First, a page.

Smaller vines (which can also be destructive) that climb up the sides of trees are Oriental Bittersweet, Poison Ivy, Virginia Creeper, etc. (Probably Kudzu as well, but we don't have that here yet.) But these aren't likely to become large or sturdy enough to swing from if they come loose from the tree.

This is a photo of two common offenders: a wild grape (dark shreddy bark, about 2.5 inches in diameter) being slowly strangled by an oriental bittersweet (lighter bark), both climbing this large oak. If you look carefully, the base (roots) of both these vines are behind the tree (about five feet), one on either side. (You might have to take my word for it… )

Wild Grape


Classification Of Plants

Taxonomy is a system for classifying plants based on their genetic and evolutionary relationship. Plant Taxonomy is a branch of science that continues to change as new species are being found almost every day.

Plants are classified into a separate kingdom called the Kingdom Plantae. This current system of classification of plants is based on the evolutionary relationship with other plants.

  • Gymnosperms: It is a group of plants that is primarily evergreen and is native to the temperate zone. There are about 700 species discovered to date. They are vascular, non-flowering plants which produce seeds without the production of flower and fruits. Some common examples of gymnosperm include pines, cycads, cedars, etc.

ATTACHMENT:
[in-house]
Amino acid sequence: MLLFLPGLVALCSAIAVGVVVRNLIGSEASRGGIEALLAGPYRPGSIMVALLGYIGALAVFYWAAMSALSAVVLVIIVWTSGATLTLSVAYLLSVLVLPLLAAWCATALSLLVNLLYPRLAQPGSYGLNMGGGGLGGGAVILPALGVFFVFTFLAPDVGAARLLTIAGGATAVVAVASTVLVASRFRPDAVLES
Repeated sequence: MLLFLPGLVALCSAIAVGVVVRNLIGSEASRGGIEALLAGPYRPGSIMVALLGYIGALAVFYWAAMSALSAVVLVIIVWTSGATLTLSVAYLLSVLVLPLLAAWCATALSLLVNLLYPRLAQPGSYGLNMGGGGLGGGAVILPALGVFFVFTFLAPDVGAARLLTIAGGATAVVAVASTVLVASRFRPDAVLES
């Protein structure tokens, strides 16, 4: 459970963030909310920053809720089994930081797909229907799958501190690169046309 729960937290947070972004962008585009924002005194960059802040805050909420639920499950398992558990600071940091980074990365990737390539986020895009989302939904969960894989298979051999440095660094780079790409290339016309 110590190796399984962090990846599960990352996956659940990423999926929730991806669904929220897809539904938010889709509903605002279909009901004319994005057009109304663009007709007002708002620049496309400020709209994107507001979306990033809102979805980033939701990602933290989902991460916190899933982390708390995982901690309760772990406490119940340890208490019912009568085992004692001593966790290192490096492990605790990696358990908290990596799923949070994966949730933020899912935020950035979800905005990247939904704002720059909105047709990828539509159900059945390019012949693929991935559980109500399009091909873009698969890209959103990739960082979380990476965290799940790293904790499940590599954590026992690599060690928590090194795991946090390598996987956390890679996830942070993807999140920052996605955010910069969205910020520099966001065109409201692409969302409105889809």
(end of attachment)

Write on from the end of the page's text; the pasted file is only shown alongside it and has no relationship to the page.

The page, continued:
• Anthophyta (Angiosperms): They can grow into big trees as well as small shrubs, bushes, and herbs. The angiosperms are distributed all over the world (>250,000 species). Most of the plants that we see around us are grouped under this division. Angiosperms are characterized by seeds that are fully enclosed in fruits. They are subdivided into- Monocotyledonous and Dicotyledonous. Some common examples of angiosperms include mango trees, roses, jasmine, marry gold, etc.
  • Monocotyledons: Monocotyledonous plants are commonly referred to as monocot plants. They are flowering plants with seeds containing one cotyledon. The venation pattern of their leaves is parallel-veined. Some common examples of monocot plants are rice, corn, sugarcane, tulips, onion, etc. There are around 50,000 species of monocotyledonous plants discovered to date.